How Does the Albatross Fly For Thousands of Miles at a Time?

Written by on November 19, 2013 in Other News

Daily Summary

AFMA nets fishing cheat
A joint investigation by the Australian Fisheries Management Authority (AFMA) and NSW Fisheries led to the conviction of a skipper from the Commonwealth Tuna fishery who was illegally catching and selling tuna. He was fined nearly $10,000 for failing to declare catch and selling it to an unauthorized fish receiver. AFMA takes illegal fishing very seriously and has been ‘working hard to crack down on fishing cheats’ lately. In September two skippers were convicted of fishing in in closed areas and one was fined for breaching shark catch limits. In October, 100 charges were laid against four fishers suspected of underreporting shark catches.

Anadarko oil ship arrives at drill site; protesters unmoved
A small sailing vessel, Vega, is refusing to move from the site where Texan oil giant Anadarko intends to drill, despite the fact that a huge drilling ship, the Noble Bob Douglas, is only 600 meters away. The drill site is located over 100 nautical miles from Raglan, New Zealand. The crew onboard the Vega is hoping to give a flag made by local children that says “I love my beach” to the drilling ship. It is unclear whether drilling will begin with the protest vessels so close by.

Wandering Albatross, Diomedea exulans.

Wandering Albatross, Diomedea exulans. Photo credit: JJ Harrison CC BY-SA 3.0.

How the unflappable albatross can travel 10,000 miles in a single journey
Scientists have finally determined how the albatross manages to fly without expending almost any energy. The albatross, whose wingspan can reach 3.5 meters, can travel 10,000 miles in a single journey and is capable of circumnavigating the globe in only 46 days. Researchers have long wondered how it can stay airborne for so long without flapping its wings. To answer that question, researchers tagged 16 wandering albatross in the Indian Ocean. The tags recorded the bird’s position 10 times a second, providing a detailed record of the flight path. Researchers found that it performs a “highly dynamic maneuver” that involves flying into the wind and angling their wings to get higher, then turning and swooping along for up to 100 meters. By using this method, they can fly up to three times faster than the wind speed, traveling thousands of miles at a time.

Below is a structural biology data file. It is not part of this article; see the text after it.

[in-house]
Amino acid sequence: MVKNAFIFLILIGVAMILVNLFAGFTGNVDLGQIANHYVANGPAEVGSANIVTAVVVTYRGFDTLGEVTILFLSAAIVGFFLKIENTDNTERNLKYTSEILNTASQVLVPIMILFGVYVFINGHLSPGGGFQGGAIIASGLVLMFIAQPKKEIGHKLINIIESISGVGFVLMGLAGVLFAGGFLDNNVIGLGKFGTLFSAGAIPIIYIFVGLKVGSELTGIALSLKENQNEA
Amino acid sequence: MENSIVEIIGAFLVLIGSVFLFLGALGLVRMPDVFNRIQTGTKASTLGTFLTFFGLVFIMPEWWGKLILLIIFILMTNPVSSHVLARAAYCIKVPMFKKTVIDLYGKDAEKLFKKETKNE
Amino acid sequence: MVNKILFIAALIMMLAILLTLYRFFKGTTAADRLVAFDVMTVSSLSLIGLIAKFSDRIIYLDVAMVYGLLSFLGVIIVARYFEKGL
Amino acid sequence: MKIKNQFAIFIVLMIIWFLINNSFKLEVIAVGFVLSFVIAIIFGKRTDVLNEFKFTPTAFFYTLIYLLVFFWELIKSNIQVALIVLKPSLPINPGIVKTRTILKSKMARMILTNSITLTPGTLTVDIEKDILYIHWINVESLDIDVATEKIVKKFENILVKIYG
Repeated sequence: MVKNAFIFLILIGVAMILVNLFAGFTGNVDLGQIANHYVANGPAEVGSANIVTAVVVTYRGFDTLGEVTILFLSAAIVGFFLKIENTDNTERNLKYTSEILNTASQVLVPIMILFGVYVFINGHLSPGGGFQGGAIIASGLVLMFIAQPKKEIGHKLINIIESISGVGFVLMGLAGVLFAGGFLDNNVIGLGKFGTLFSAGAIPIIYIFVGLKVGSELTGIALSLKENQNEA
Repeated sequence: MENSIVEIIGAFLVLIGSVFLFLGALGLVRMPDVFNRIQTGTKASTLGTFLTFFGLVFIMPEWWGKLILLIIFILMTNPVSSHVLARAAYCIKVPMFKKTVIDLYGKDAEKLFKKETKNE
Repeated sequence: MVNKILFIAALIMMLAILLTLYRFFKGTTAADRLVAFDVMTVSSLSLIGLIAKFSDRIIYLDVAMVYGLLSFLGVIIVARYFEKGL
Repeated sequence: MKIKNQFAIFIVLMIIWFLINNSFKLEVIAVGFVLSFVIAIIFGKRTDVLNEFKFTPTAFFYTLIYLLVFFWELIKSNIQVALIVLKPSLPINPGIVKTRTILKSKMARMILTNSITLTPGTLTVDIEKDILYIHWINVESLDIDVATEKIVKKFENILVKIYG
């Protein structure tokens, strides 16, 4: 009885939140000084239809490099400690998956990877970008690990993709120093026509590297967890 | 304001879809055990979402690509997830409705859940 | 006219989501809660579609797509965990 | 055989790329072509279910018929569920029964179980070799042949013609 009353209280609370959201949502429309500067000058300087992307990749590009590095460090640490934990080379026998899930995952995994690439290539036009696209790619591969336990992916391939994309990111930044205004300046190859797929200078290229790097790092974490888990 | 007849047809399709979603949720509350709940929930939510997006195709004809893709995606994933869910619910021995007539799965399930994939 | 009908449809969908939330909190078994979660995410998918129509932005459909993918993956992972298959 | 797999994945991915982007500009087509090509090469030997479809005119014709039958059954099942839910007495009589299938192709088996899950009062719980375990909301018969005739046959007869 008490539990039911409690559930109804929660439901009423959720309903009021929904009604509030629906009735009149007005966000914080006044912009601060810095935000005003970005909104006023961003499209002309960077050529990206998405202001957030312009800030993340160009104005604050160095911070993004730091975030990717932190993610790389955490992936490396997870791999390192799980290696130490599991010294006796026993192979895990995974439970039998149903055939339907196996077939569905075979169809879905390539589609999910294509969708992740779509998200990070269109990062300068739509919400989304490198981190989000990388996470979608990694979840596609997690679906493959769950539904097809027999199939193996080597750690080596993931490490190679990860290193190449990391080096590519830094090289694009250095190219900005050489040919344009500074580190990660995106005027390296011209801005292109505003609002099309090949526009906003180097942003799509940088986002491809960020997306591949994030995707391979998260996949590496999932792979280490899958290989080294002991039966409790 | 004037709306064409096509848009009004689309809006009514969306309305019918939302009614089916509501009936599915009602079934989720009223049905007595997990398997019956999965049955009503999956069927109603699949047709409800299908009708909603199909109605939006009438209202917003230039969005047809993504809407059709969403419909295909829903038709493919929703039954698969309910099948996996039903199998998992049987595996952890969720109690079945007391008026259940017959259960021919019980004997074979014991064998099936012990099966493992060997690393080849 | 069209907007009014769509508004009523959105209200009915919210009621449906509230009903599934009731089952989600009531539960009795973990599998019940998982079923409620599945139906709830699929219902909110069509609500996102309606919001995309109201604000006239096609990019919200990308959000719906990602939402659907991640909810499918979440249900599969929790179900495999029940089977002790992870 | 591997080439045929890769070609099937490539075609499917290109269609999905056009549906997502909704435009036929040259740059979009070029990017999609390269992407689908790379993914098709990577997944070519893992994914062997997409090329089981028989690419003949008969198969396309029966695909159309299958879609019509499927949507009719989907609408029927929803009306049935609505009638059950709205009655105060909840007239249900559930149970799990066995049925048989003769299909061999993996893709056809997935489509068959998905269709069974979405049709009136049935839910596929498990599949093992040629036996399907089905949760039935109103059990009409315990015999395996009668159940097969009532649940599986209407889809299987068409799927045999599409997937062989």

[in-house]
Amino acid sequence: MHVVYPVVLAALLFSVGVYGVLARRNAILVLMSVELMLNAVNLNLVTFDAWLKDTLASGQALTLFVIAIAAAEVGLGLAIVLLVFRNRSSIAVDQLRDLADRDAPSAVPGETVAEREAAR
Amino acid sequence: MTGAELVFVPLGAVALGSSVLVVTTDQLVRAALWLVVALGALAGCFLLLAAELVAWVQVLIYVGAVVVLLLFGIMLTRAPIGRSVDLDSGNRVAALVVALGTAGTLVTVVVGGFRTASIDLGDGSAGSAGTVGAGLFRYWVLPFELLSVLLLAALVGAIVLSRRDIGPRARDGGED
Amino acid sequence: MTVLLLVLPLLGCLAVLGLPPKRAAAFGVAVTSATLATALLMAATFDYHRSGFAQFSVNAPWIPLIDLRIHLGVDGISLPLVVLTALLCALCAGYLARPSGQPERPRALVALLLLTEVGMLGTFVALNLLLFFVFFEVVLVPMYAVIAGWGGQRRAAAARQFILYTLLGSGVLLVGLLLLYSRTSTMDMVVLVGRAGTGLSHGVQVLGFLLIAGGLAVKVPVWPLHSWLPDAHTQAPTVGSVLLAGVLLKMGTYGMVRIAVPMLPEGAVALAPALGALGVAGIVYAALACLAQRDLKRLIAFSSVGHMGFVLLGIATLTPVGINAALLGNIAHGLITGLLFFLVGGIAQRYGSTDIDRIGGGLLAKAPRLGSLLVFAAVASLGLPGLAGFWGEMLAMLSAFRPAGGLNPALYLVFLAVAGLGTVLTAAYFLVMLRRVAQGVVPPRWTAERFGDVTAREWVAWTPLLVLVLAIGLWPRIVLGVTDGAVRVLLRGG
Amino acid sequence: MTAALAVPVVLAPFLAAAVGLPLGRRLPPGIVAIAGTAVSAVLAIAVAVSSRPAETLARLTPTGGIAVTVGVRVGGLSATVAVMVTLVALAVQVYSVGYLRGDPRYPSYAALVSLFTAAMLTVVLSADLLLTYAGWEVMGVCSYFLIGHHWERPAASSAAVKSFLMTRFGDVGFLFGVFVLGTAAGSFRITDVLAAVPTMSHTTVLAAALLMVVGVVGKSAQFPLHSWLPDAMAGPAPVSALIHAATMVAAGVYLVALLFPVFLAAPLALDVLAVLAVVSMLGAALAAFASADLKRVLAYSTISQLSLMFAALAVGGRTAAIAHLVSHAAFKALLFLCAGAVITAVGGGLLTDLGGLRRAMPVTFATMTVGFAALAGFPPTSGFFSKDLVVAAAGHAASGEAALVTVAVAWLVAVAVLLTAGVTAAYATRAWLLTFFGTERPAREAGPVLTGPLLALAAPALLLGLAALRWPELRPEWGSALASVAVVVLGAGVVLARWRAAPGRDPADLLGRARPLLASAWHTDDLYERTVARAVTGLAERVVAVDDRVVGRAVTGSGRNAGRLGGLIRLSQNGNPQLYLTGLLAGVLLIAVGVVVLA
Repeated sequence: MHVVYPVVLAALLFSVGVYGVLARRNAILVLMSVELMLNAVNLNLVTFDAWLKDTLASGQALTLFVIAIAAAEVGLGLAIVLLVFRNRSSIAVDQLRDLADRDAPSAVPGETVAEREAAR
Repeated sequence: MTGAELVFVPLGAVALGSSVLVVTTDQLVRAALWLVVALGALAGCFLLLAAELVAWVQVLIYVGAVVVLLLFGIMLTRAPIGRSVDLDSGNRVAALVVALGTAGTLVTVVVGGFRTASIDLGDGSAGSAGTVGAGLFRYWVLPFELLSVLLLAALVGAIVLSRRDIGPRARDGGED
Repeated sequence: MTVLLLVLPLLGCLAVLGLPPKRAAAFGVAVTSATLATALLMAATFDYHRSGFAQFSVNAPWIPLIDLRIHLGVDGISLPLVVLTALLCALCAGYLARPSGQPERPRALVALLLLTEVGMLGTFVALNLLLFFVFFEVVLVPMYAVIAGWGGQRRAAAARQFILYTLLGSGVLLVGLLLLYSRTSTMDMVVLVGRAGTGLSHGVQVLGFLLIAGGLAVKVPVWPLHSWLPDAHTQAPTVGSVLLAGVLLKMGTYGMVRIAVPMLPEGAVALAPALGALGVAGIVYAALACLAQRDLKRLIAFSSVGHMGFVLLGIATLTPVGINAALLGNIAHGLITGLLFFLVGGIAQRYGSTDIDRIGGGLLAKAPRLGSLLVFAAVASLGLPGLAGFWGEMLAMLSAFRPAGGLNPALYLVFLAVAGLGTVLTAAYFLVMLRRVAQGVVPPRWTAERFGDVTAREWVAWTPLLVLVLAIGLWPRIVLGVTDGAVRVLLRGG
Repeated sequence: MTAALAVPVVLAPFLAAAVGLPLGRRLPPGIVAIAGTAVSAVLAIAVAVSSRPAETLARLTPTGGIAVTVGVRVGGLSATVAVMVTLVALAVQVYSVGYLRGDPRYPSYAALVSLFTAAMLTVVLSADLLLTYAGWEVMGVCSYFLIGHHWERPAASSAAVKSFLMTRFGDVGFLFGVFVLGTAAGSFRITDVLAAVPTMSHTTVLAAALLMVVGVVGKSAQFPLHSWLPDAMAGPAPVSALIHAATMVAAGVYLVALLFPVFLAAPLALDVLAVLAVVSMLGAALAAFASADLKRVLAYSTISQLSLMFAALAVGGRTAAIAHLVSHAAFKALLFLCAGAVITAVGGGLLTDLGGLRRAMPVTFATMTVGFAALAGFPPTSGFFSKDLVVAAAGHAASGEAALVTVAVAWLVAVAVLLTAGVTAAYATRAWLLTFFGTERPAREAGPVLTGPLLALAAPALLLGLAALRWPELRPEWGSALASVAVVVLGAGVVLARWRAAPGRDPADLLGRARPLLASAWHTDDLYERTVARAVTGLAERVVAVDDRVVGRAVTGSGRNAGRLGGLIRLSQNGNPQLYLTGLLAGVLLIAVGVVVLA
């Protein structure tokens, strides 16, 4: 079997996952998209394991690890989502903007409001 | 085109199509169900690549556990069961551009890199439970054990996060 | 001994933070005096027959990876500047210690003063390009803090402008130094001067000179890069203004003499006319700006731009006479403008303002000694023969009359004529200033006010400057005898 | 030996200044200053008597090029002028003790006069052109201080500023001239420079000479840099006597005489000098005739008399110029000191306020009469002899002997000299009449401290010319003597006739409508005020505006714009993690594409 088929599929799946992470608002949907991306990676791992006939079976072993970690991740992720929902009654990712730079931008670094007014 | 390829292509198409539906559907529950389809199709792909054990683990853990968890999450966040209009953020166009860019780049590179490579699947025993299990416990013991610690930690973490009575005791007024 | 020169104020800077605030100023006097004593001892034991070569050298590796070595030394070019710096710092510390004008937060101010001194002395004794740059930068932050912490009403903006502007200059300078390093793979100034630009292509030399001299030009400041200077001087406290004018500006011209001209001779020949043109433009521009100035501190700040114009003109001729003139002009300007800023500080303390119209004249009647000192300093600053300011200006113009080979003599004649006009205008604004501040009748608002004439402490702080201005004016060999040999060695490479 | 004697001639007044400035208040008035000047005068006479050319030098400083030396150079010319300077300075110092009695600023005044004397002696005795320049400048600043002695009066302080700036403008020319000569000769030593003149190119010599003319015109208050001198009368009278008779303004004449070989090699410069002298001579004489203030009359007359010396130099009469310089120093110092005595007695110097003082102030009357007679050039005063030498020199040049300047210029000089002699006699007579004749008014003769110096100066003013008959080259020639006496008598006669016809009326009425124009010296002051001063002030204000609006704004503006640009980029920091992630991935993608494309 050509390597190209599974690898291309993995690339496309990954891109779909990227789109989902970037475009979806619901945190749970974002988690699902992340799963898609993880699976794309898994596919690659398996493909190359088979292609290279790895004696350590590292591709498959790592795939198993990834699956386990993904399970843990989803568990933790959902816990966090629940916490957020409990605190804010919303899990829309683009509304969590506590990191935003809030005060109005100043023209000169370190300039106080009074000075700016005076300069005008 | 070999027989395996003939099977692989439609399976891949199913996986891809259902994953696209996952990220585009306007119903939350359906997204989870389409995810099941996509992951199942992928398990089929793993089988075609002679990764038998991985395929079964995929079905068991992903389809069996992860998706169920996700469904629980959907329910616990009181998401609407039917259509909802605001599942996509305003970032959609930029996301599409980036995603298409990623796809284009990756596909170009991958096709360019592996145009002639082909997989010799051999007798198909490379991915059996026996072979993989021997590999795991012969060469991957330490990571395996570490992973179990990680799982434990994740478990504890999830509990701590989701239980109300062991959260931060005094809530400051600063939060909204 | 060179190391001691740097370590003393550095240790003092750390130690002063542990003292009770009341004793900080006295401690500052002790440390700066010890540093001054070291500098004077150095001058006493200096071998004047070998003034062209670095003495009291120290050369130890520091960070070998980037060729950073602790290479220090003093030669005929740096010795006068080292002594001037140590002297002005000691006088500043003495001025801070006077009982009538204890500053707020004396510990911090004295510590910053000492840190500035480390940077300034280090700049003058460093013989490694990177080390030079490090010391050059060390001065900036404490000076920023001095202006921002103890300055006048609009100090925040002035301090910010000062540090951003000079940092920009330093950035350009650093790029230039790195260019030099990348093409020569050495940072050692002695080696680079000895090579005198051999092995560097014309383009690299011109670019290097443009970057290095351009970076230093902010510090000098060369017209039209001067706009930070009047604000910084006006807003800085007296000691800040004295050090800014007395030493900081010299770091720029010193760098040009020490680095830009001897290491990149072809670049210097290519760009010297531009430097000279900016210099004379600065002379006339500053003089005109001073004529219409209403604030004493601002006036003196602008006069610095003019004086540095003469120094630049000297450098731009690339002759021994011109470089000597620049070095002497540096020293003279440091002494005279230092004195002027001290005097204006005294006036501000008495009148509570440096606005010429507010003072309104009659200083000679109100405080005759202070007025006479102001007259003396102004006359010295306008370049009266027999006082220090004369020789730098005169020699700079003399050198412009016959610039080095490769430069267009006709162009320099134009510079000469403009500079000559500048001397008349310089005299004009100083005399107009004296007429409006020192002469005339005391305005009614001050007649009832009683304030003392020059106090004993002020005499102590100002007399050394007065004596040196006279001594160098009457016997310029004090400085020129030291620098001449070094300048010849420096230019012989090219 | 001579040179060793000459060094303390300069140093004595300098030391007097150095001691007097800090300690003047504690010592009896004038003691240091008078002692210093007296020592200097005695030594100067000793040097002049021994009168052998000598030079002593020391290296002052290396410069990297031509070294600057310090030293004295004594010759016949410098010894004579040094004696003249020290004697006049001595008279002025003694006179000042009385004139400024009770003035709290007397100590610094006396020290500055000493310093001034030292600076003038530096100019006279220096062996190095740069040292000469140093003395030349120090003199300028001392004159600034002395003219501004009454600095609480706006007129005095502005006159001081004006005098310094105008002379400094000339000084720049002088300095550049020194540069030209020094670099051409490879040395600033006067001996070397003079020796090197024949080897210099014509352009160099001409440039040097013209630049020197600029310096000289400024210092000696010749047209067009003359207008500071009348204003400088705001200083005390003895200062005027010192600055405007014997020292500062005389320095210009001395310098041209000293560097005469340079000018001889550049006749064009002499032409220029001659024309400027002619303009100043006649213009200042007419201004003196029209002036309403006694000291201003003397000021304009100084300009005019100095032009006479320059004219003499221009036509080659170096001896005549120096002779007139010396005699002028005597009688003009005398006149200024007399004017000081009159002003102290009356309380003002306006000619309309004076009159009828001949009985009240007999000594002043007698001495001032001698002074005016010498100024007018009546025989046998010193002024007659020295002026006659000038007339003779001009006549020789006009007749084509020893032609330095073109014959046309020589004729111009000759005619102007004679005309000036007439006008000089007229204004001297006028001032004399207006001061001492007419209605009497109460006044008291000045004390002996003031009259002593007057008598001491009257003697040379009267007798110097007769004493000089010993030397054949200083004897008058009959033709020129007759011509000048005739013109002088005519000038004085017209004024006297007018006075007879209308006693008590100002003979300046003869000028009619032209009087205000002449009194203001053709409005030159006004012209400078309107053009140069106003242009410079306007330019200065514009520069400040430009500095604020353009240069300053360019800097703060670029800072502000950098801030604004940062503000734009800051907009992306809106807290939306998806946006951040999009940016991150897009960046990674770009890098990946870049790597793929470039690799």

And here’s an update on the SeaWorld float at the Macy’s Thanksgiving Day Parade:
Alec Baldwin Wants Macy’s to Sink the SeaWorld Float in Holiday Parade
Alec Baldwin and his wife, Hilaria, wrote a letter to the CEO of Macy’s, Terry Lundgren. “Please don’t be a part of SeaWorld’s crisis-management plan,” the Baldwins wrote. So far, Macy’s shows no sign of changing their mind, despite receiving more than 50,000 signatures on a petition organized by PETA. Check out this post to see what SeaWorld has to say.

Copyright © 2013 by Marine Science Today, a publication of Marine Science Today LLC.

About the Author

About the Author: Emily Tripp is the Publisher and Editor of MarineScienceToday.com. She holds marine science and biology degrees from the University of Miami's Rosenstiel School of Marine and Atmospheric Science and a Master of Advanced Studies degree in Marine Biodiversity and Conservation from Scripps Institution of Oceanography. When she's not writing about marine science, she's probably running around outside or playing with her dog. .

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